Parallel Vs Series CircuitAn electric circuit is formed when the electrons from a voltage or current source flow, but most circuits have more than one device that receives electric energy. Most of the devices in a circuit like a light bulb, resistor, or a capacitor are connected in one of two ways, series or parallel. When it’s connected in series, the devices form a single pathway for electron flow between the terminals. Then when it’s connected in parallel the wires form branches; this means that it separates the path for the flow of electrons. Parallel and series both have their own different way to connect and they are calculated using different formulas.

Series is an electric circuit in which electrical devices are connected along a single wire so that the same electric current flows through all of them. What this means for resistance is that it’s greater, because the electrons all go through the same path through the circuit. The way to find series is to find the total resistance by using the formula: Rt= R1+ R2+ R3. This means by using the different amount of resistance in the circuit then adding them together, so that the total resistance is calculated. Then since the electrons go through in one path then the current goes slower. In contrast to a series circuit, the electrons in a parallel circuit don’t go through just one loop in one pathway. The electrons go through different loops so this means the resistance isn’t greater compared to series; the current is greater because they have more pathways to go through. Parallel circuit is an electric circuit in which electrical devices are connected in such a way that the same voltage acts across each branch, and any single one completes the circuit independently of all the others. We can calculate the total resistance in a parallel circuit by using the formula: 1 over Rt = 1 over R1+ 1 over R2 + 1 over R3. By using the formula the total resistance is found, but an important thing to keep in mind is to reverse the answer.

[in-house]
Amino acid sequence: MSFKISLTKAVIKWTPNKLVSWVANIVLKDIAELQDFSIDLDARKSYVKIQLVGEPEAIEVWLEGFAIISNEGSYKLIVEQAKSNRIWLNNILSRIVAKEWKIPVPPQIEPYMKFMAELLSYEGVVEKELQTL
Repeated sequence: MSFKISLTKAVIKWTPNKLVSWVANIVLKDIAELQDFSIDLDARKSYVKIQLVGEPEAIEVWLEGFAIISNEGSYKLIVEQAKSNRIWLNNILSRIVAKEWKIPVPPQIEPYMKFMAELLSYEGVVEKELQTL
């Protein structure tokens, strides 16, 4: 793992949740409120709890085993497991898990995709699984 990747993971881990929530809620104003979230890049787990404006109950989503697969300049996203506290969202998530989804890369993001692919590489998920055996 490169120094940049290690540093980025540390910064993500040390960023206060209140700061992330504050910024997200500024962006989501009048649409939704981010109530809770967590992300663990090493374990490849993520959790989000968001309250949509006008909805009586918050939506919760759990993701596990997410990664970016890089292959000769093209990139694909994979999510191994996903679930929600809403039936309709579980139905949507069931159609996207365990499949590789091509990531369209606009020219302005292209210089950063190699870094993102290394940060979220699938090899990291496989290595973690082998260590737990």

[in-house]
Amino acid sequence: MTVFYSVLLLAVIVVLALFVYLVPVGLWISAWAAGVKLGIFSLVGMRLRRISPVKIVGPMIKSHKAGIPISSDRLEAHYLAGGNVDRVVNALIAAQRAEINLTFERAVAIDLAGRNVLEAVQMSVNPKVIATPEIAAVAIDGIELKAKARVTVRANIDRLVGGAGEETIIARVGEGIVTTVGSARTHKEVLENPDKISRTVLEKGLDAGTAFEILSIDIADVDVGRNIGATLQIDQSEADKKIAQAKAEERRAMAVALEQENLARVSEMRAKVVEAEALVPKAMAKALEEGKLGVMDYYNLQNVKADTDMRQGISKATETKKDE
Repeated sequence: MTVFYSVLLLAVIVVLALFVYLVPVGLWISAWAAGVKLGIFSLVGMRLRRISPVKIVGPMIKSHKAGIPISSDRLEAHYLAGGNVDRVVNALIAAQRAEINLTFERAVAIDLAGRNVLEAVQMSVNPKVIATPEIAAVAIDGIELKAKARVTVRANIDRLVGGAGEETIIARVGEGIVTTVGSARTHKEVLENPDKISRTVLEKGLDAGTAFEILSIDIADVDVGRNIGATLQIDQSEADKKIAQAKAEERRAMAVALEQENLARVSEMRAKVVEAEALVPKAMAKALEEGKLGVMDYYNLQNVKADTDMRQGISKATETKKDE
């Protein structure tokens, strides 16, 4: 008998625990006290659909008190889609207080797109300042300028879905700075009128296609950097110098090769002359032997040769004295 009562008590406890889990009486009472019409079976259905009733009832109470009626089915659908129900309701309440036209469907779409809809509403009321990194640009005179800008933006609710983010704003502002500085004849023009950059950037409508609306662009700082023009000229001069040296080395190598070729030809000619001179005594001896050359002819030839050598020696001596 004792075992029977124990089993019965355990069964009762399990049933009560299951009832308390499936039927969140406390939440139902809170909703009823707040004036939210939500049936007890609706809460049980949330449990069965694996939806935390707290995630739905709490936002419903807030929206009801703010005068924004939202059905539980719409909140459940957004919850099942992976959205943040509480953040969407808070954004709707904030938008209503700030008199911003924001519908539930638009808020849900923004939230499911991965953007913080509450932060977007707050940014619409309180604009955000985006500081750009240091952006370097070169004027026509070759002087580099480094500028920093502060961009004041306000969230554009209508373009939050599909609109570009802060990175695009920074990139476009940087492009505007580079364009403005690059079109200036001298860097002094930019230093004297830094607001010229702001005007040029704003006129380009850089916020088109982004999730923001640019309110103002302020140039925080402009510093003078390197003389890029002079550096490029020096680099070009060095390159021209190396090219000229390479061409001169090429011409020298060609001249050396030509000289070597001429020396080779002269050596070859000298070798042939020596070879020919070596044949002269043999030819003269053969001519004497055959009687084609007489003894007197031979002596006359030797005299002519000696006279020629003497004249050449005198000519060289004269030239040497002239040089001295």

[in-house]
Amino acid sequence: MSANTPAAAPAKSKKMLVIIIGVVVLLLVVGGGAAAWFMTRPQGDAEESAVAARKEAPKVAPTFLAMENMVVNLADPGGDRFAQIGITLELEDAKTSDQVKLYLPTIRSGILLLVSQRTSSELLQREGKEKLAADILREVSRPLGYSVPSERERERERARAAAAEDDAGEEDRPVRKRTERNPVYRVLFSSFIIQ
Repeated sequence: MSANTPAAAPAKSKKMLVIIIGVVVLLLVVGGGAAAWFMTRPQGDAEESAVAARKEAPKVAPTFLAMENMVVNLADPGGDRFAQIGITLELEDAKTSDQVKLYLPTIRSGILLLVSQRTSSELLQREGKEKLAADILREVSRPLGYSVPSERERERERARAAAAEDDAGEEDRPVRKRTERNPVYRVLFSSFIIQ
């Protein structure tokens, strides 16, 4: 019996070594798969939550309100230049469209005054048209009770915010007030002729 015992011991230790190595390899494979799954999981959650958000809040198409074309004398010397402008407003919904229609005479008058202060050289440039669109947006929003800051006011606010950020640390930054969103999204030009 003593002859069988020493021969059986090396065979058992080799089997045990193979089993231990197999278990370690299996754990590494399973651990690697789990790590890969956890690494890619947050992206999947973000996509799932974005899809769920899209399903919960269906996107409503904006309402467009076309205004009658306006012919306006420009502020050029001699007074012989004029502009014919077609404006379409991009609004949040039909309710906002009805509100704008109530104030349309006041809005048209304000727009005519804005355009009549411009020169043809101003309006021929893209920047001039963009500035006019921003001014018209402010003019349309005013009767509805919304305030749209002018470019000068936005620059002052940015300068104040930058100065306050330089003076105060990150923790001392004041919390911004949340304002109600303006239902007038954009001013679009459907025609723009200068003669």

Then there are different examples of series and parallel circuits. For example in earlier automobiles both headlights went out when one bulb burned out. The headlights must have been connected in series because if one of the headlights burned it would cut the electric flow to the other bulb as well, making them both out of operation. Examples of parallel circuits are used all over homes like multi-bulb lights and Christmas lights. The parallel circuits make sure that if one of the bulbs burn out then the others will still light up.

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